Low bond market yields have been tough on insurance companies, which normally hold huge portfolios of bonds, he said. “Generally, insurance companies' appetite are skewed toward less volatility, more secure, long-term, long-duration cash flows, with low levels of leverage or zero leverage,” he said.
Very large major shopping centers have those characteristics, which leads insurance companies into joint ventures to diversify the amount of capital invested in a single deal, he said.
Last month, AXA Real Estate Investment Managers — on behalf of 10 insurance companies of parent company AXA Equitable Financial Services LLC — created a joint venture with property manager Eurocommercial Properties N.V., Amsterdam. Eurocommercial bought a 50% stake in a e43.3 million ($47.89 million) shopping center in France that AXA had wholly owned.
Peter Martenson, partner and head of global distribution in the San Diego office of placement agent Eaton Partners LLC, said insurers “are taking lessons learned from the last decade to 15 years and going back to basics, back into doing joint ventures and pushing for separately managed accounts,” he said. “They are concentrating investments .... and getting closer to the assets.”
“I think it will increase even more,” Mr. Martenson said.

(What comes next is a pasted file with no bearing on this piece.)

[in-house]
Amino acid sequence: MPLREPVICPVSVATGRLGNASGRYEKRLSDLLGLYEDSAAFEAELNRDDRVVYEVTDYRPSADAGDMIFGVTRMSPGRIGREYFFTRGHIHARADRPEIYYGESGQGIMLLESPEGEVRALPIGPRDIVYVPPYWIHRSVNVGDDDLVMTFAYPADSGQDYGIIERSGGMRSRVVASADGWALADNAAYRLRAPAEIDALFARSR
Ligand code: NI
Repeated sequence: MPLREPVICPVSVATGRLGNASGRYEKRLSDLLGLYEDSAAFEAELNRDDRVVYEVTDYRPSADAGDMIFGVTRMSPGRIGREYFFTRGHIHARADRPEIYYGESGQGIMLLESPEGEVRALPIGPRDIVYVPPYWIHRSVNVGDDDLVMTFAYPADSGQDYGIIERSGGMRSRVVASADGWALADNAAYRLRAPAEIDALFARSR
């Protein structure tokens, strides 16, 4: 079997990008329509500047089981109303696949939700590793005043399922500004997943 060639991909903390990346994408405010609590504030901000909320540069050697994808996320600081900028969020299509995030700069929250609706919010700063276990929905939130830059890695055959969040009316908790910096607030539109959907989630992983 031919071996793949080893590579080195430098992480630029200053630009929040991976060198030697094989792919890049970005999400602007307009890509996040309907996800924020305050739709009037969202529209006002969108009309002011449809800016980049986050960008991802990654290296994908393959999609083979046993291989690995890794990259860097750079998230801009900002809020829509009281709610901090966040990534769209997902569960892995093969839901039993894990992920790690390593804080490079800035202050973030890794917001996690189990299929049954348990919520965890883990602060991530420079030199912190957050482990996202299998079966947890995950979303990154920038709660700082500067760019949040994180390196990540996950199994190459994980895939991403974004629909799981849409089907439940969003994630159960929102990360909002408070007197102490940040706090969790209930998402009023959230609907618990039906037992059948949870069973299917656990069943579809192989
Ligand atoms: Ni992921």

Some insurance companies are starting to invest in real estate money managers, reaping fees and returns as part of the general partner, as well as investing alongside other asset owners as part of the limited partnership.
In January, Los Angeles-based real estate money management firm TruAmerica Multifamily acquired a 14-property multifamily portfolio for $482 million for a syndicate of domestic and international insurance companies including Guardian Life and Allstate. TruAmerica was founded in 2013 as joint venture between Robert Hart, TruAmerica's CEO, and Guardian Life.
Guardian Life owns 80% of TruAmerica, which was formed to make value-added investments in multifamily real estate, he said.
“We see more and more where insurance companies have a piece of the general partnership side, where before they were on the passive side.”